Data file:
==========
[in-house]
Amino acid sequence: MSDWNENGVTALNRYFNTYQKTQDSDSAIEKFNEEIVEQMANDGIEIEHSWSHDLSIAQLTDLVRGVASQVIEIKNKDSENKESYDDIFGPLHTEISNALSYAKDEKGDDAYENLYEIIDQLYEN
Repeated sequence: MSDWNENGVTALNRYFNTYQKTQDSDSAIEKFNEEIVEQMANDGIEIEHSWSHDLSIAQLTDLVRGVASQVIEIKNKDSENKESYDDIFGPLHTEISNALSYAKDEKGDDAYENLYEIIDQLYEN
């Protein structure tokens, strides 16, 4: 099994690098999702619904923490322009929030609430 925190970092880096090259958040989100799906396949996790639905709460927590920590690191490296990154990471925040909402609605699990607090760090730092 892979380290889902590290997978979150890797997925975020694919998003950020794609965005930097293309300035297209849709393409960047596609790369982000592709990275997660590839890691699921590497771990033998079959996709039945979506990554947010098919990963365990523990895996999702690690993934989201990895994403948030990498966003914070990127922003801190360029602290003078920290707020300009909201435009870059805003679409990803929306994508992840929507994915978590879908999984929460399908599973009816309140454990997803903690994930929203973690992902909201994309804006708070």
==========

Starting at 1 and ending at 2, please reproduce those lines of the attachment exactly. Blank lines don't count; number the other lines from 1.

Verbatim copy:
[in-house]
Amino acid sequence: MSDWNENGVTALNRYFNTYQKTQDSDSAIEKFNEEIVEQMANDGIEIEHSWSHDLSIAQLTDLVRGVASQVIEIKNKDSENKESYDDIFGPLHTEISNALSYAKDEKGDDAYENLYEIIDQLYEN